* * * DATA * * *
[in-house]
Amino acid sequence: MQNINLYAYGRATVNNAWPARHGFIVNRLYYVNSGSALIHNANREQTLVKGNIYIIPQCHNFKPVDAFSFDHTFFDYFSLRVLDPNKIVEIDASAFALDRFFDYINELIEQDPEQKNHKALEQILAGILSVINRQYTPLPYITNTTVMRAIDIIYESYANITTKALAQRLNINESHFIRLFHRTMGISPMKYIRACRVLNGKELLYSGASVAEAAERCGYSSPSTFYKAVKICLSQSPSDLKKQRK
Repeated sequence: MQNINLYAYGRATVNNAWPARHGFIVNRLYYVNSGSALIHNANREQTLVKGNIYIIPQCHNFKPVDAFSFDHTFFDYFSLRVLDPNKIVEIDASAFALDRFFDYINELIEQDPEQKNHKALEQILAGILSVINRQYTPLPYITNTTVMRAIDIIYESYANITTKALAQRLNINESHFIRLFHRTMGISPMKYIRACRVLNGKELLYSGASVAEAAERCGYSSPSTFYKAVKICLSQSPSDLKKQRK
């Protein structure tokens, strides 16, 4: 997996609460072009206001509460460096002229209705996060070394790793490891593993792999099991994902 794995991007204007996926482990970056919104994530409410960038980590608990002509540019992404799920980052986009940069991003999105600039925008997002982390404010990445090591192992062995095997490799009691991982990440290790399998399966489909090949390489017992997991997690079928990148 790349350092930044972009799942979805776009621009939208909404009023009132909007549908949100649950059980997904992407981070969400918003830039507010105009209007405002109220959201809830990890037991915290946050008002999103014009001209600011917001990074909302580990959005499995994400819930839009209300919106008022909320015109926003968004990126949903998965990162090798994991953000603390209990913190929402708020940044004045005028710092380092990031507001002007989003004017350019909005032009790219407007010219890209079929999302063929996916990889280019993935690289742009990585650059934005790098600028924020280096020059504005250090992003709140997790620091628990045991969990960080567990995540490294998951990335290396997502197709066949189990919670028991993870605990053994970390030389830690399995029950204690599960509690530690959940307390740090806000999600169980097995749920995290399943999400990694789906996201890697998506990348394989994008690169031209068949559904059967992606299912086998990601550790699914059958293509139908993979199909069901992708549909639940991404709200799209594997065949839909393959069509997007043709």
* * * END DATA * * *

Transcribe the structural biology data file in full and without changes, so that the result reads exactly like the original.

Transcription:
[in-house]
Amino acid sequence: MQNINLYAYGRATVNNAWPARHGFIVNRLYYVNSGSALIHNANREQTLVKGNIYIIPQCHNFKPVDAFSFDHTFFDYFSLRVLDPNKIVEIDASAFALDRFFDYINELIEQDPEQKNHKALEQILAGILSVINRQYTPLPYITNTTVMRAIDIIYESYANITTKALAQRLNINESHFIRLFHRTMGISPMKYIRACRVLNGKELLYSGASVAEAAERCGYSSPSTFYKAVKICLSQSPSDLKKQRK
Repeated sequence: MQNINLYAYGRATVNNAWPARHGFIVNRLYYVNSGSALIHNANREQTLVKGNIYIIPQCHNFKPVDAFSFDHTFFDYFSLRVLDPNKIVEIDASAFALDRFFDYINELIEQDPEQKNHKALEQILAGILSVINRQYTPLPYITNTTVMRAIDIIYESYANITTKALAQRLNINESHFIRLFHRTMGISPMKYIRACRVLNGKELLYSGASVAEAAERCGYSSPSTFYKAVKICLSQSPSDLKKQRK
């Protein structure tokens, strides 16, 4: 997996609460072009206001509460460096002229209705996060070394790793490891593993792999099991994902 794995991007204007996926482990970056919104994530409410960038980590608990002509540019992404799920980052986009940069991003999105600039925008997002982390404010990445090591192992062995095997490799009691991982990440290790399998399966489909090949390489017992997991997690079928990148 790349350092930044972009799942979805776009621009939208909404009023009132909007549908949100649950059980997904992407981070969400918003830039507010105009209007405002109220959201809830990890037991915290946050008002999103014009001209600011917001990074909302580990959005499995994400819930839009209300919106008022909320015109926003968004990126949903998965990162090798994991953000603390209990913190929402708020940044004045005028710092380092990031507001002007989003004017350019909005032009790219407007010219890209079929999302063929996916990889280019993935690289742009990585650059934005790098600028924020280096020059504005250090992003709140997790620091628990045991969990960080567990995540490294998951990335290396997502197709066949189990919670028991993870605990053994970390030389830690399995029950204690599960509690530690959940307390740090806000999600169980097995749920995290399943999400990694789906996201890697998506990348394989994008690169031209068949559904059967992606299912086998990601550790699914059958293509139908993979199909069901992708549909639940991404709200799209594997065949839909393959069509997007043709």